• Chelle Hartzer

Beeing Controversial (AKA: Don’t bee a hater)

It was World Bee Day last week and that’s a great time to talk about bees. Honey bees specifically.

Honey bees are an invasive species. These are sometimes referred to as the European honey bee, the western honey bee, but ESA states the common name is simply the “honey bee”. If you want to get scientific about it it’s Apis mellifera* which comes from the Latin of Apis meaning bee and mellifera meaning honey-bearing. There is still a little controversy, but most science points to them originating in Africa. Evidence shows human links with honey bees from over 9000 years ago! From there, they spread outwards, mostly with the help of people bringing them. Introduction into North America dates to 1622. Again, humans introducing a new species into the environment. It would be nice to say that this was harmless to the environment, but since it happened so long ago, we really can’t say if they outcompeted or even killed off other species. There is some evidence in some locations that honey bees could be detrimental to native bee populations.

Honey bees are a domesticated species. Like cows or sheep, honey bees are kept and managed. Just like cows, they could survive on their own, but they do a lot better with human help. Like the little pampered pets they are, they need extra food, medicines, homes, water, and more to ensure they are happy little worker bees. Like other domesticated animals, honey bees are often moved around to where they will be the most useful. You can see flatbed trucks piled with honey bee colonies going from one orchard or field to the next to pollinate those crops. This can cause stress on the colonies and result in more pampering. It means that honey bees are not as robustly healthy as native bees in many cases.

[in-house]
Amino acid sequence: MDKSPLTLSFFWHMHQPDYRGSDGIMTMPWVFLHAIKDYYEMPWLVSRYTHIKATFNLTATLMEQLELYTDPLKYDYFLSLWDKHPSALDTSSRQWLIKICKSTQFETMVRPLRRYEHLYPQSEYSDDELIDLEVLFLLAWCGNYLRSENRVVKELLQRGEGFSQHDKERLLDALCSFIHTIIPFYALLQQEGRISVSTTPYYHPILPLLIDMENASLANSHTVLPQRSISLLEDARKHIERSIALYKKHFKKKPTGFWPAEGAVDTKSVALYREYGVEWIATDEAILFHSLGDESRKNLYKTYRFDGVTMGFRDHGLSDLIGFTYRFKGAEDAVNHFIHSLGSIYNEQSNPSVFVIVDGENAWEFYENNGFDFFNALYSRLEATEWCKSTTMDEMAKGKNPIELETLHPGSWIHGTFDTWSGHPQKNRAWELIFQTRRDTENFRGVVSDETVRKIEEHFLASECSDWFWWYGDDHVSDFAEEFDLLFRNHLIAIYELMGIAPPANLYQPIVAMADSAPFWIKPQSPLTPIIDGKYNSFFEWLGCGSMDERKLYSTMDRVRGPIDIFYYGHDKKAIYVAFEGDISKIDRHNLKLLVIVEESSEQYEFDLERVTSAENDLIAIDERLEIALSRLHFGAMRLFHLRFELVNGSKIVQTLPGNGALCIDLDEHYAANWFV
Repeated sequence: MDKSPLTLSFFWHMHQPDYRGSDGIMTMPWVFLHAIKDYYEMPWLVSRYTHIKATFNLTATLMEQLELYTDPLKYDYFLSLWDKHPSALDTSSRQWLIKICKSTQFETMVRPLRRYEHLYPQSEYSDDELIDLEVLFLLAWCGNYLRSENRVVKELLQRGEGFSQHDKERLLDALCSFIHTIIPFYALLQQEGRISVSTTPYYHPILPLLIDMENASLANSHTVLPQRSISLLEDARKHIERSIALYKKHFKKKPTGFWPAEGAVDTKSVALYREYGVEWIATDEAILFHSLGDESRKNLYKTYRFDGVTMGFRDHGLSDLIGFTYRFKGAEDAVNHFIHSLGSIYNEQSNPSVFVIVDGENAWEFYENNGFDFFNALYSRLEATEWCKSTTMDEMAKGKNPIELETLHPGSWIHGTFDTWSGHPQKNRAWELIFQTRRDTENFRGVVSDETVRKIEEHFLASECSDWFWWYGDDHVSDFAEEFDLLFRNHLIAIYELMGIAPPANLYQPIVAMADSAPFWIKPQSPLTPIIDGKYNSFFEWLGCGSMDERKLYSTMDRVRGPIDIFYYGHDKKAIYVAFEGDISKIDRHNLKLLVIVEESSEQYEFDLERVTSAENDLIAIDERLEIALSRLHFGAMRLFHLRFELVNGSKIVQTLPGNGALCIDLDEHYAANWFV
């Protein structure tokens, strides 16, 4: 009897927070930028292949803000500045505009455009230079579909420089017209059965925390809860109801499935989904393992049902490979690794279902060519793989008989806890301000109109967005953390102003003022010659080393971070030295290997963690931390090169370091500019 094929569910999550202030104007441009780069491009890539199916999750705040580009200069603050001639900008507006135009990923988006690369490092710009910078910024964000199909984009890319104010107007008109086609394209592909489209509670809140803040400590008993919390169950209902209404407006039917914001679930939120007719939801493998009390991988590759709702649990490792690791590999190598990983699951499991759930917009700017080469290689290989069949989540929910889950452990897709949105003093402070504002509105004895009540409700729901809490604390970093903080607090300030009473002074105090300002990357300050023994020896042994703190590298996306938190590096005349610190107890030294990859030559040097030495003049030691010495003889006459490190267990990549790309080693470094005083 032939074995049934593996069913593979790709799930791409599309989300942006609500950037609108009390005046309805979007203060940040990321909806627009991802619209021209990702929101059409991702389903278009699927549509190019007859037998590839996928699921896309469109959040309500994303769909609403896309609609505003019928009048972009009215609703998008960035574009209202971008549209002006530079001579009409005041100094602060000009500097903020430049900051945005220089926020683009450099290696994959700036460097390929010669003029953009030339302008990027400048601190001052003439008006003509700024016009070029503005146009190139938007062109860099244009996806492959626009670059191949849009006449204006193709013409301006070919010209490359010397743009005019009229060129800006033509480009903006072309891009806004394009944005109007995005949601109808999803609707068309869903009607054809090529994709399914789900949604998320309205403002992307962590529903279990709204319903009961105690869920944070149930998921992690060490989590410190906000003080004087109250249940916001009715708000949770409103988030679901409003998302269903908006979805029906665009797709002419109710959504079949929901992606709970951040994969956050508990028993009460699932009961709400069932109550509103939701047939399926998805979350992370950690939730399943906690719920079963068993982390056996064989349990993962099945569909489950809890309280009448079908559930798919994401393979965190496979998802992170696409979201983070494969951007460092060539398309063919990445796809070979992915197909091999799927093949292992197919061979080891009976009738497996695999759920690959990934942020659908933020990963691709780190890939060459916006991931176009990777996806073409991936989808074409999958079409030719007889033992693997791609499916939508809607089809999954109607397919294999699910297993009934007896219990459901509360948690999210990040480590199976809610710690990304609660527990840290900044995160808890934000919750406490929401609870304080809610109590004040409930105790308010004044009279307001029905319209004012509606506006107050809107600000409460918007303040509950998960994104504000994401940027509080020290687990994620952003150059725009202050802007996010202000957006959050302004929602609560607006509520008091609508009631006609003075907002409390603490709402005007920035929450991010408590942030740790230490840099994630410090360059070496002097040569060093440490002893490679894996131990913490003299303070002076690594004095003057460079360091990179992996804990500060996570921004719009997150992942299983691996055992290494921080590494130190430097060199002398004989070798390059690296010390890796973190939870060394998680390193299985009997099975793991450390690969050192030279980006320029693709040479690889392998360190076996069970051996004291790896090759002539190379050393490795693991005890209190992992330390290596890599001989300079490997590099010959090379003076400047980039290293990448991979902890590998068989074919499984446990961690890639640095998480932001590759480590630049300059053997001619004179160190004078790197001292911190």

Honey bees are a pest. This is definitely where people will tell me to buzz off. I have advocated killing honey bee colonies. Let me be perfectly clear: this has happened when non-lethal means have not been possible. The CDC lumps deaths from bees, wasps, and hornets all together and there is an average of 100 human deaths per year in the US. (Cows are estimated to kill 20). Honey bees can even cause structural damage when they take up residence in wall voids, ceilings, and other areas around homes and businesses. Sometimes a local beekeeper can come out and collect them, sometimes not. I see lots of postings about “how could they!” and “why didn’t they save them?!?!” and more along those lines. It’s just not always possible. And when the bees are a threat to people, they have to go.


I like honey bees. I had more than twenty colonies I maintained and did research on as an undergrad. Honey bees are beneficial, and a potential pest. Being prepared with a plan for honey bees, native bees, and other stinging pests can help you respond quickly and effectively when there is a problem as well as preventing issues from even starting. Want some extra help with your stinging insect plans? Give us a shout here.




*Yes, there are numerous subspecies, no I am not going to get into that.

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